Cover Photo By Maia Martin
Cover Photo By Maia Martin.

Fast Facts: The reality of the PH Happiness Index

Take a closer look at the Happiness Index of the Philippines and uncover why its ranking falls short in reflecting the many struggles of Filipinos.

By Nina Delgado | Monday, 20 March 2023

The Happiness Index is a metric used to measure people's subjective well-being and overall happiness levels in different countries. The study is a product of the Sustainable Development Solutions Network, a United Nations global program. According to the 2022 World Happiness Report, the Philippines ranked 60th out of 146 countries, up from 61st in the previous year's report, making it the second happiest nation in Southeast Asia after Singapore. 


The Philippines ranking on World Happiness Report for the past five years are as follows:

2022 - 60th place with a happiness index of 5.904

2021 - 61st place with a happiness index of 5.900

2020 - 52nd place with a happiness index of 6.006

2019 - 69th place with a happiness index of 5.631

2018 - 71st place with a happiness index of 5.524


The report, released on the International Day of Happiness last year, March 20, 2022, showed that the Philippines scored high in several key areas that contribute to overall happiness, including social support and freedom to make life choices. 


However, the report garnered mixed reactions from Filipinos on social media. Some shared their delight at the country's better placement in the World Happiness Report and expressed their pride at being part of a happy nation. On the other hand, some questioned the report's approach and accuracy. They said the report failed to highlight many Filipinos' real-life difficulties, such as poverty, inequality, and political instability.


The report's methodology relies heavily on data from the Gallup World Poll, which measures people's subjective well-being based on several factors, including income, social support, life expectancy, freedom to make life choices, generosity, and perceptions of corruption.


While these factors are undoubtedly essential contributors to overall happiness, they do not fully capture the challenges and struggles that many Filipinos face on a daily basis. One of the critical issues that the index fails to capture is the impact of poverty on people's well-being. 


Despite progress in reducing poverty rates in recent years, poverty remains a significant challenge in the Philippines, with millions of people still living in extreme poverty. Many Filipinos struggle to access even basic necessities such as food, clean water, and healthcare, which can negatively affect their physical and mental health. Poverty can also limit opportunities for education, leaving many children without access to quality education and limiting their prospects for the future. In some cases, poverty can lead to difficult decisions, such as choosing between buying food and paying for necessary medication.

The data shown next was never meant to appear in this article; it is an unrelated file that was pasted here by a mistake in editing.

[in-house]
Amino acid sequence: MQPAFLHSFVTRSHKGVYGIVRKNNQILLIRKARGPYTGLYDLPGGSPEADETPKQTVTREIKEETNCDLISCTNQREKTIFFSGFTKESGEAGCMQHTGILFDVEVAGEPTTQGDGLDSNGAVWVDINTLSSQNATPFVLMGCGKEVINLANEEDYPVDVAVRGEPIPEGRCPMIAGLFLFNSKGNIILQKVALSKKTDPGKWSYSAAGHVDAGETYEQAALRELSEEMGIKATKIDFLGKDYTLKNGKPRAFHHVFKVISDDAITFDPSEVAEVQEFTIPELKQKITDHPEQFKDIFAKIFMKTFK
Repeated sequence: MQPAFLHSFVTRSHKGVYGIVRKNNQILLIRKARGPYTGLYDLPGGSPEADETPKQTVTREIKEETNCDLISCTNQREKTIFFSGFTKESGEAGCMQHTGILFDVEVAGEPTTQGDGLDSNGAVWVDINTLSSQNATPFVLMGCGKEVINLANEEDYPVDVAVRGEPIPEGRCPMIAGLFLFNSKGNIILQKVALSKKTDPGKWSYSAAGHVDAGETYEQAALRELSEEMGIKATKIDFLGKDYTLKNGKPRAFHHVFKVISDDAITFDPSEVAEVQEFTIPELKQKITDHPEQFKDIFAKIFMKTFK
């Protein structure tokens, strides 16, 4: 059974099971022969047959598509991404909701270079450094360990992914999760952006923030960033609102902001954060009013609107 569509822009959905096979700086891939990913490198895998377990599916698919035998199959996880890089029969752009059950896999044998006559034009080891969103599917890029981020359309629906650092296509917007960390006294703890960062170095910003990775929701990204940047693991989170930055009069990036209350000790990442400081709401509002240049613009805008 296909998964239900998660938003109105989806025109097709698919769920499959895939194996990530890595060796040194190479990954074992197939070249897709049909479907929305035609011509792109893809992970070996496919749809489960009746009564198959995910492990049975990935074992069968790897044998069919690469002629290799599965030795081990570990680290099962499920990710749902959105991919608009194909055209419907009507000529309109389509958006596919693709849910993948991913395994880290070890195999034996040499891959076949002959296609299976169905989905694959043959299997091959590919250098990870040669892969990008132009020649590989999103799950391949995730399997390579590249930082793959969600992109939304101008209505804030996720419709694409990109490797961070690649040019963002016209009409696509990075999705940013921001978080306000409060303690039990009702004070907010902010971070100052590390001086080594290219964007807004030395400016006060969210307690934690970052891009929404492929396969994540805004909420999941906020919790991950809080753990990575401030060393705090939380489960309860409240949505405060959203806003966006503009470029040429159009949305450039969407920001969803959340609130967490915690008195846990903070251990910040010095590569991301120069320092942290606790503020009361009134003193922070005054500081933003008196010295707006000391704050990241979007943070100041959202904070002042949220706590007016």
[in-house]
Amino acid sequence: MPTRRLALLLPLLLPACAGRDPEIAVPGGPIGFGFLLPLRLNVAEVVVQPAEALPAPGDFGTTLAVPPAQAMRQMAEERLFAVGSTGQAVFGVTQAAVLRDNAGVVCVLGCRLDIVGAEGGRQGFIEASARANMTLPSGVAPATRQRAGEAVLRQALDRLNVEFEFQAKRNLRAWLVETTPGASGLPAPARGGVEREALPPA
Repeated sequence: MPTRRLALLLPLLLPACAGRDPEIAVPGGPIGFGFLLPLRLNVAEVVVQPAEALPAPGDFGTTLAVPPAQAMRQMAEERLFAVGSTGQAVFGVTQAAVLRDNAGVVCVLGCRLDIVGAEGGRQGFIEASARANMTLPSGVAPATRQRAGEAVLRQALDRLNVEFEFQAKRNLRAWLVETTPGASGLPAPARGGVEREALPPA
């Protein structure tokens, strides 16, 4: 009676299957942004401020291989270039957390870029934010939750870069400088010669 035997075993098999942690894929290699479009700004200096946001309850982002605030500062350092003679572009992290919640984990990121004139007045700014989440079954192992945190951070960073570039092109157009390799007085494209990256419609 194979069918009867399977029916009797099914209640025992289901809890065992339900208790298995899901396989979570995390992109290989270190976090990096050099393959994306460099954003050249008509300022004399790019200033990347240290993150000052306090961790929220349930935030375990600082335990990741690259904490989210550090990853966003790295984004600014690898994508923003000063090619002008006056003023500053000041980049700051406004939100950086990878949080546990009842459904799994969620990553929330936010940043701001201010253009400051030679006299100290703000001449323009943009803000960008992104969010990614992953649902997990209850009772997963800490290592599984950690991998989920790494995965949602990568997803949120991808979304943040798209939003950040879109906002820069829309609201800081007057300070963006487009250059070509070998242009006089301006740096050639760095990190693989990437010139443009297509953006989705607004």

Another factor that is not fully captured in the happiness index is corruption. Corruption is a widespread problem in the Philippines, with corrupt practices occurring at all levels of government and society. It erodes social trust and undermines the rule of law, contributing to a sense of disillusionment and apathy among the populace. Inadequate public services and infrastructure, such as poorly maintained roads and unreliable public transportation, are also some of the many ways that corruption in government can impact people's quality of life. In some cases, corruption can even compromise access to essential services like healthcare. For example, hospitals may lack necessary supplies or equipment due to corrupt practices such as kickbacks or bribes. This can have significant consequences for patients who may not receive the care they need to recover from illnesses or injuries.


Furthermore, the happiness index does not capture the struggles of marginalized communities, including indigenous peoples, LGBTQIA+ individuals, and people with disabilities. These groups often face discrimination, exclusion, and limited access to basic services and opportunities, negatively impacting their well-being and happiness.


It also is worth noting that some people attribute the high happiness index in the Philippines to "toxic positivity." According to UW Medicine, this refers to the excessive and ineffective overgeneralization of a happy, optimistic state across all situations, which can lead to denial or invalidation of negative emotions and experiences. In the case of the Philippines, this could mean that the happiness index does not fully capture the complexities of people's lives. Instead, it reinforces the societal pressure to present a positive outlook at all times, even in the face of hardship. While it is essential to cultivate positivity, it is equally vital to acknowledge and address the challenges people face to promote genuine well-being and happiness. 


While the Philippines may be ranked among the happiest countries in Southeast Asia, the reality is that many Filipinos continue to face significant challenges that are not captured in the happiness index. Addressing poverty, corruption, and social inequality is critical to promoting genuine well-being and happiness for all Filipinos.


The 2023 World Happiness Report will come out tomorrow, March 21, at 12 a.m. on its official website. Join the world in celebrating the #InternationalDayofHappiness as we countdown its launch.



Last updated: Monday, 20 March 2023